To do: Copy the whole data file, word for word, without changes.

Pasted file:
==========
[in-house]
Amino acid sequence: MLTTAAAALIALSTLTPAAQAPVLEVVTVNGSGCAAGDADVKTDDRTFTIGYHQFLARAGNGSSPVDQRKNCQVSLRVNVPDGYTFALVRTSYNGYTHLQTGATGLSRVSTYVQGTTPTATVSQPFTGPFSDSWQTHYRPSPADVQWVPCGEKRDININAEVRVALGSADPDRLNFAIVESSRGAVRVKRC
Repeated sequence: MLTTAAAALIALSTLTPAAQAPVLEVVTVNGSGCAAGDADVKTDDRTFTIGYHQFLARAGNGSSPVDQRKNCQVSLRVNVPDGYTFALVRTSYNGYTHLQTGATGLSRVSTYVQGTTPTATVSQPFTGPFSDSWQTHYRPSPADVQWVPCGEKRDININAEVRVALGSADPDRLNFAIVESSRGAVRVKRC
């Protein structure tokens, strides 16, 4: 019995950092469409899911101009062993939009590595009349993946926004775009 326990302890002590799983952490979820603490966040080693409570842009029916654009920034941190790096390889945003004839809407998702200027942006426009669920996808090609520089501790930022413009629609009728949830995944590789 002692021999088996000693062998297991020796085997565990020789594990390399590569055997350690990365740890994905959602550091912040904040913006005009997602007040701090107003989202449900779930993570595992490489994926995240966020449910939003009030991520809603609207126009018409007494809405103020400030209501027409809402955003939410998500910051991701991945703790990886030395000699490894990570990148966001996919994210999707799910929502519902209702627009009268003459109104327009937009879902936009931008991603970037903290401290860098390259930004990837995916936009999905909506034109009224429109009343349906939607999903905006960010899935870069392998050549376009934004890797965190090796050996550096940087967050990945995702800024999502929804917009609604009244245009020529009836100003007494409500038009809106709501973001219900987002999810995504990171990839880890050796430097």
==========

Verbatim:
[in-house]
Amino acid sequence: MLTTAAAALIALSTLTPAAQAPVLEVVTVNGSGCAAGDADVKTDDRTFTIGYHQFLARAGNGSSPVDQRKNCQVSLRVNVPDGYTFALVRTSYNGYTHLQTGATGLSRVSTYVQGTTPTATVSQPFTGPFSDSWQTHYRPSPADVQWVPCGEKRDININAEVRVALGSADPDRLNFAIVESSRGAVRVKRC
Repeated sequence: MLTTAAAALIALSTLTPAAQAPVLEVVTVNGSGCAAGDADVKTDDRTFTIGYHQFLARAGNGSSPVDQRKNCQVSLRVNVPDGYTFALVRTSYNGYTHLQTGATGLSRVSTYVQGTTPTATVSQPFTGPFSDSWQTHYRPSPADVQWVPCGEKRDININAEVRVALGSADPDRLNFAIVESSRGAVRVKRC
């Protein structure tokens, strides 16, 4: 019995950092469409899911101009062993939009590595009349993946926004775009 326990302890002590799983952490979820603490966040080693409570842009029916654009920034941190790096390889945003004839809407998702200027942006426009669920996808090609520089501790930022413009629609009728949830995944590789 002692021999088996000693062998297991020796085997565990020789594990390399590569055997350690990365740890994905959602550091912040904040913006005009997602007040701090107003989202449900779930993570595992490489994926995240966020449910939003009030991520809603609207126009018409007494809405103020400030209501027409809402955003939410998500910051991701991945703790990886030395000699490894990570990148966001996919994210999707799910929502519902209702627009009268003459109104327009937009879902936009931008991603970037903290401290860098390259930004990837995916936009999905909506034109009224429109009343349906939607999903905006960010899935870069392998050549376009934004890797965190090796050996550096940087967050990945995702800024999502929804917009609604009244245009020529009836100003007494409500038009809106709501973001219900987002999810995504990171990839880890050796430097």